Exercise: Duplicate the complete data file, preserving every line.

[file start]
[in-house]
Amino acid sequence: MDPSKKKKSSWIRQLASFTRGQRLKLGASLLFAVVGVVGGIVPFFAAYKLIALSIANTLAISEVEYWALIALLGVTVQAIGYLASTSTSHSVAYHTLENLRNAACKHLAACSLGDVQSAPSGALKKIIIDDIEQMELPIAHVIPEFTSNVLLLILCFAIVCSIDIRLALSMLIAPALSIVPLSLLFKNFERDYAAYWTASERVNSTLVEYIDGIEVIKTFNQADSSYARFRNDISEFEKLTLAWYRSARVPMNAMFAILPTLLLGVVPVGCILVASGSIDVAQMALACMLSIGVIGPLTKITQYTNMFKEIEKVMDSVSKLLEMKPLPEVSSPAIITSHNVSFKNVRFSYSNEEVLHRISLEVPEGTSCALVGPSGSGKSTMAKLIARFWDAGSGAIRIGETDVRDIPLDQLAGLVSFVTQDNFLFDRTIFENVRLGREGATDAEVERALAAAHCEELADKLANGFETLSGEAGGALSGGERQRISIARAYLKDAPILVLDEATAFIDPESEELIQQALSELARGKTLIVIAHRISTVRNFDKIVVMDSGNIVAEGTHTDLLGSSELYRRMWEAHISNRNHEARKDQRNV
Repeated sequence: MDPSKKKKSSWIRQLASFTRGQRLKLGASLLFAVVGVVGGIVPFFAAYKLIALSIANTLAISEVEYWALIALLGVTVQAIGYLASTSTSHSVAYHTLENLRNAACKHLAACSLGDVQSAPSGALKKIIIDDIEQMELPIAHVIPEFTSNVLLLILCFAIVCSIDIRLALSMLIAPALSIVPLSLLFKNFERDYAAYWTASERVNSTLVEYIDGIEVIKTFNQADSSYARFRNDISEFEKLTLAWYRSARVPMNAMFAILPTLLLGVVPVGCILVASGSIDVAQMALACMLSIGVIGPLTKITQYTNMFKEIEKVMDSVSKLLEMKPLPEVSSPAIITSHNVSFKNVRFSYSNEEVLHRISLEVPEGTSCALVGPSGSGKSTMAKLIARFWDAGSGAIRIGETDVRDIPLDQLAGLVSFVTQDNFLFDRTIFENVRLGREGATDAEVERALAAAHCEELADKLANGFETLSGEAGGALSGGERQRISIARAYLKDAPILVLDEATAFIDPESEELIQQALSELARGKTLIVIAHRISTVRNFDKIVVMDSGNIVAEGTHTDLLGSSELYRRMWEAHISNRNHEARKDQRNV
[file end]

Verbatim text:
[in-house]
Amino acid sequence: MDPSKKKKSSWIRQLASFTRGQRLKLGASLLFAVVGVVGGIVPFFAAYKLIALSIANTLAISEVEYWALIALLGVTVQAIGYLASTSTSHSVAYHTLENLRNAACKHLAACSLGDVQSAPSGALKKIIIDDIEQMELPIAHVIPEFTSNVLLLILCFAIVCSIDIRLALSMLIAPALSIVPLSLLFKNFERDYAAYWTASERVNSTLVEYIDGIEVIKTFNQADSSYARFRNDISEFEKLTLAWYRSARVPMNAMFAILPTLLLGVVPVGCILVASGSIDVAQMALACMLSIGVIGPLTKITQYTNMFKEIEKVMDSVSKLLEMKPLPEVSSPAIITSHNVSFKNVRFSYSNEEVLHRISLEVPEGTSCALVGPSGSGKSTMAKLIARFWDAGSGAIRIGETDVRDIPLDQLAGLVSFVTQDNFLFDRTIFENVRLGREGATDAEVERALAAAHCEELADKLANGFETLSGEAGGALSGGERQRISIARAYLKDAPILVLDEATAFIDPESEELIQQALSELARGKTLIVIAHRISTVRNFDKIVVMDSGNIVAEGTHTDLLGSSELYRRMWEAHISNRNHEARKDQRNV
Repeated sequence: MDPSKKKKSSWIRQLASFTRGQRLKLGASLLFAVVGVVGGIVPFFAAYKLIALSIANTLAISEVEYWALIALLGVTVQAIGYLASTSTSHSVAYHTLENLRNAACKHLAACSLGDVQSAPSGALKKIIIDDIEQMELPIAHVIPEFTSNVLLLILCFAIVCSIDIRLALSMLIAPALSIVPLSLLFKNFERDYAAYWTASERVNSTLVEYIDGIEVIKTFNQADSSYARFRNDISEFEKLTLAWYRSARVPMNAMFAILPTLLLGVVPVGCILVASGSIDVAQMALACMLSIGVIGPLTKITQYTNMFKEIEKVMDSVSKLLEMKPLPEVSSPAIITSHNVSFKNVRFSYSNEEVLHRISLEVPEGTSCALVGPSGSGKSTMAKLIARFWDAGSGAIRIGETDVRDIPLDQLAGLVSFVTQDNFLFDRTIFENVRLGREGATDAEVERALAAAHCEELADKLANGFETLSGEAGGALSGGERQRISIARAYLKDAPILVLDEATAFIDPESEELIQQALSELARGKTLIVIAHRISTVRNFDKIVVMDSGNIVAEGTHTDLLGSSELYRRMWEAHISNRNHEARKDQRNV